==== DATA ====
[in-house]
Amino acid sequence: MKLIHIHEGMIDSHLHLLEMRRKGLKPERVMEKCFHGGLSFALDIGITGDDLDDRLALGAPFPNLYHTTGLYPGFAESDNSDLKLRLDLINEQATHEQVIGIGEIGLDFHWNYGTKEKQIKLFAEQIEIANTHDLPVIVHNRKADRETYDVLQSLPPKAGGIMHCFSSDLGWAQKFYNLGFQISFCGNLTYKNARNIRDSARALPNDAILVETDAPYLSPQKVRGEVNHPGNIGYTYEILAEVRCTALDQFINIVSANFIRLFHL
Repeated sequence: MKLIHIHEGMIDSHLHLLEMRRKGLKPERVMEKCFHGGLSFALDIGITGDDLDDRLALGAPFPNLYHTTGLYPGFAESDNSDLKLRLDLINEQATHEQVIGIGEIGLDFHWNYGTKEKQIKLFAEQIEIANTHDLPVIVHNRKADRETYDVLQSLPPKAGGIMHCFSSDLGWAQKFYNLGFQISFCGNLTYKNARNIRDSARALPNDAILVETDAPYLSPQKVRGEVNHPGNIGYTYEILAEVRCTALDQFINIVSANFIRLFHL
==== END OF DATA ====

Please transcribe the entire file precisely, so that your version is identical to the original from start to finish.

[in-house]
Amino acid sequence: MKLIHIHEGMIDSHLHLLEMRRKGLKPERVMEKCFHGGLSFALDIGITGDDLDDRLALGAPFPNLYHTTGLYPGFAESDNSDLKLRLDLINEQATHEQVIGIGEIGLDFHWNYGTKEKQIKLFAEQIEIANTHDLPVIVHNRKADRETYDVLQSLPPKAGGIMHCFSSDLGWAQKFYNLGFQISFCGNLTYKNARNIRDSARALPNDAILVETDAPYLSPQKVRGEVNHPGNIGYTYEILAEVRCTALDQFINIVSANFIRLFHL
Repeated sequence: MKLIHIHEGMIDSHLHLLEMRRKGLKPERVMEKCFHGGLSFALDIGITGDDLDDRLALGAPFPNLYHTTGLYPGFAESDNSDLKLRLDLINEQATHEQVIGIGEIGLDFHWNYGTKEKQIKLFAEQIEIANTHDLPVIVHNRKADRETYDVLQSLPPKAGGIMHCFSSDLGWAQKFYNLGFQISFCGNLTYKNARNIRDSARALPNDAILVETDAPYLSPQKVRGEVNHPGNIGYTYEILAEVRCTALDQFINIVSANFIRLFHL